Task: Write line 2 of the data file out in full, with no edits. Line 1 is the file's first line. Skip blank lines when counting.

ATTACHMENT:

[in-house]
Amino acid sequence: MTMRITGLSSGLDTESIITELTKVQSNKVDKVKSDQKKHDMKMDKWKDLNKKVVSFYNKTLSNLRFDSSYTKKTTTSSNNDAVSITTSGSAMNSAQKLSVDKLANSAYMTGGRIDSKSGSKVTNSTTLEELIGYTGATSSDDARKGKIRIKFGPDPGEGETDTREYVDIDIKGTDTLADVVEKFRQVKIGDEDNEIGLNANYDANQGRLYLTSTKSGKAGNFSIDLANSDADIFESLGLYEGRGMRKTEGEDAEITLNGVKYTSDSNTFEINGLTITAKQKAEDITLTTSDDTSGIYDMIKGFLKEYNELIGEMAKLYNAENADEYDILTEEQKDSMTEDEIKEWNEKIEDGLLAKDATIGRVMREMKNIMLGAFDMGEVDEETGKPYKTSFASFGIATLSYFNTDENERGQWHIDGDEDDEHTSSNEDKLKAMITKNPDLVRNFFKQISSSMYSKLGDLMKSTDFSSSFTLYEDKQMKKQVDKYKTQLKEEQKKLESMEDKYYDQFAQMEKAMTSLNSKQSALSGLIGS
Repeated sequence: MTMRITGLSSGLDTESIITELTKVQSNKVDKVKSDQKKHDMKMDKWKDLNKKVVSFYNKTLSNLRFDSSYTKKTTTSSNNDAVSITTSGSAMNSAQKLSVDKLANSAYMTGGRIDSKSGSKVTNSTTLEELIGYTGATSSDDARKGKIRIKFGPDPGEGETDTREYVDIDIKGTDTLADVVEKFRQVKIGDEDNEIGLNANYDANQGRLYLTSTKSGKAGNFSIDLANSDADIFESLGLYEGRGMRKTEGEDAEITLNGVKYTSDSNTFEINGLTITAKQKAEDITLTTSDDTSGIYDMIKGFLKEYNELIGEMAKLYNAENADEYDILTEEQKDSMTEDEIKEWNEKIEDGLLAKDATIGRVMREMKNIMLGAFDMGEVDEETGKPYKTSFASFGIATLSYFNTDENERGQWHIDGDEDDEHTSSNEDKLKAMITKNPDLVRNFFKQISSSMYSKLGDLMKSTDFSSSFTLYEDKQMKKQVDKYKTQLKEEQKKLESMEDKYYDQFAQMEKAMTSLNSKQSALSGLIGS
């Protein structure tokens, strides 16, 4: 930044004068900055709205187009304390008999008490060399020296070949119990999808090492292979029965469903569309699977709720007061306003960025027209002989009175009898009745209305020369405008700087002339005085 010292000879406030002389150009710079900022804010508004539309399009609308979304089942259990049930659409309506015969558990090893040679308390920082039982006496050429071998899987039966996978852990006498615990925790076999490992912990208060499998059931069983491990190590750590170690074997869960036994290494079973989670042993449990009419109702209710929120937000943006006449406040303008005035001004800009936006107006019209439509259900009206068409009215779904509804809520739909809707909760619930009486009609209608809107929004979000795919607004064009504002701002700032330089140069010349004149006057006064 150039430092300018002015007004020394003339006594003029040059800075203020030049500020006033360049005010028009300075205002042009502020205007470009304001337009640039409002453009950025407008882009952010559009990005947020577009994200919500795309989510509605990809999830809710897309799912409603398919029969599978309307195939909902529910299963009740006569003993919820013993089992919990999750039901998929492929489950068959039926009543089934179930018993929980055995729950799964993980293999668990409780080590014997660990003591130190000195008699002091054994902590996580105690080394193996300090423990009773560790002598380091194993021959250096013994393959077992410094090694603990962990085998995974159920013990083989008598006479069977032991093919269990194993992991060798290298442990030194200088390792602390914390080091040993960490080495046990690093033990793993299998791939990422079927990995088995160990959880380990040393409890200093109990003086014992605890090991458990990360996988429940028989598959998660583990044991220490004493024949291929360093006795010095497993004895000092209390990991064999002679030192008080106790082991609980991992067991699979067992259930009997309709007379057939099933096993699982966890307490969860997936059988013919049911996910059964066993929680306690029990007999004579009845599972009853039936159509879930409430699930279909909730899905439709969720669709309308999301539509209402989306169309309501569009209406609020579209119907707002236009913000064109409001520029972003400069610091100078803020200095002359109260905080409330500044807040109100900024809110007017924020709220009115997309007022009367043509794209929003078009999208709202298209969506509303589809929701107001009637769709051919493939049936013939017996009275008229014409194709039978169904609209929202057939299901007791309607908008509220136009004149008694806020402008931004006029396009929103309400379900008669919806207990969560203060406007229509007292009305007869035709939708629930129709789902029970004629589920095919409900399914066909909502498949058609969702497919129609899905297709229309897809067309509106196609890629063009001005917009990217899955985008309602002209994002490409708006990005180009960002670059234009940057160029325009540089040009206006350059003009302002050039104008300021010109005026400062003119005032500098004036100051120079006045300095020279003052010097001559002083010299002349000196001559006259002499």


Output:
Amino acid sequence: MTMRITGLSSGLDTESIITELTKVQSNKVDKVKSDQKKHDMKMDKWKDLNKKVVSFYNKTLSNLRFDSSYTKKTTTSSNNDAVSITTSGSAMNSAQKLSVDKLANSAYMTGGRIDSKSGSKVTNSTTLEELIGYTGATSSDDARKGKIRIKFGPDPGEGETDTREYVDIDIKGTDTLADVVEKFRQVKIGDEDNEIGLNANYDANQGRLYLTSTKSGKAGNFSIDLANSDADIFESLGLYEGRGMRKTEGEDAEITLNGVKYTSDSNTFEINGLTITAKQKAEDITLTTSDDTSGIYDMIKGFLKEYNELIGEMAKLYNAENADEYDILTEEQKDSMTEDEIKEWNEKIEDGLLAKDATIGRVMREMKNIMLGAFDMGEVDEETGKPYKTSFASFGIATLSYFNTDENERGQWHIDGDEDDEHTSSNEDKLKAMITKNPDLVRNFFKQISSSMYSKLGDLMKSTDFSSSFTLYEDKQMKKQVDKYKTQLKEEQKKLESMEDKYYDQFAQMEKAMTSLNSKQSALSGLIGS